Sunday, January 07, 2007

Book Review: The Shadow of the Wind by Carlos Ruiz Zafón

With the help of various colourful characters, including a voluble anti-fascist ex-spy, Daniel starts trying to piece together the story of Carax's life, which turns out to be a splendidly morbid Gothic melodrama. He also finds love with his best friend's gorgeous sister, who is engaged to a charmless Francoist, and incurs the wrath of her rich, reactionary dad. A psychopathic fascist cop starts taking an interest in Daniel's activities, and it soon becomes clear that Carax's fate is a matter of more than scholarly interest to everyone Daniel meets on his perilous trail.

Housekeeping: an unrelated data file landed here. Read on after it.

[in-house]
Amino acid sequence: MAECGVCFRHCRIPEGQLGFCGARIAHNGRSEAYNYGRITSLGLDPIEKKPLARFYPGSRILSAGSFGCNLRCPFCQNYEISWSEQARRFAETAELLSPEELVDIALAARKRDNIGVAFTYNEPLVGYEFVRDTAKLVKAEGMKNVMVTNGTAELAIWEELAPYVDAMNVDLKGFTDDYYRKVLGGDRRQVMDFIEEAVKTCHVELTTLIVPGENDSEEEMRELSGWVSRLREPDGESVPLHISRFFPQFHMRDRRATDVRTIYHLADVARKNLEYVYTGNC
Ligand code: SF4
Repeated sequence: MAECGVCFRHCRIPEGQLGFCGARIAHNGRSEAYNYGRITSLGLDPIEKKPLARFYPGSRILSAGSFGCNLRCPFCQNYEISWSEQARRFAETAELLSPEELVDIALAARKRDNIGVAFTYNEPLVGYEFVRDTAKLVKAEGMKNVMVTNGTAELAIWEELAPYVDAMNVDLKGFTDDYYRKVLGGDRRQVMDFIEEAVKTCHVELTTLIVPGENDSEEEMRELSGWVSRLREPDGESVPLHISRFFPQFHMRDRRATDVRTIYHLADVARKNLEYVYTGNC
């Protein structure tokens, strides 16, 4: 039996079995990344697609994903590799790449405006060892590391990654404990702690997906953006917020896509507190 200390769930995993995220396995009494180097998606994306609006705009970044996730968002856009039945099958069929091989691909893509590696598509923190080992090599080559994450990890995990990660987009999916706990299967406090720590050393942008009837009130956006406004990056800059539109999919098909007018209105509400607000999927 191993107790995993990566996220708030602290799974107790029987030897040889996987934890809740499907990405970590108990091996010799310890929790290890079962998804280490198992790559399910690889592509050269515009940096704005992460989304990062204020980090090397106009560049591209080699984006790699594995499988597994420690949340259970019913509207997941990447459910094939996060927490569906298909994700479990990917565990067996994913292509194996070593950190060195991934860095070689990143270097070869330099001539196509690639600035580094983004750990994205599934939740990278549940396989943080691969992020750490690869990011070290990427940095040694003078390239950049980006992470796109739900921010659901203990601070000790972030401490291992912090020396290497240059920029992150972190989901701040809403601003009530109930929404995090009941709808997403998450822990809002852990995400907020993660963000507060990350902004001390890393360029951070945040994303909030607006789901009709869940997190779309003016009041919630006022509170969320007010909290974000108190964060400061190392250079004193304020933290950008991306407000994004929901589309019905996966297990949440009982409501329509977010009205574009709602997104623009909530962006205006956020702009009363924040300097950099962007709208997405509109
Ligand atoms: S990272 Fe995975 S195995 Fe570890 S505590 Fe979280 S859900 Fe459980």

With its bookish outer story and hints of the supernatural, The Shadow of the Wind has inevitably been compared to Arturo Perez-Reverte's The Dumas Club. Zafon's brow is less high than Perez-Reverte's, and his puzzles are less ingenious, but his story is impressively well-rounded.

Humour, horror, politics and romance are skilfully deployed, and although the cardinal plot-twists aren't hard to guess, the overall effect is hugely satisfying. Zafon, a former screenwriter, is particularly good at contrast and pacing: the book's 400 pages whip past with incredible speed.
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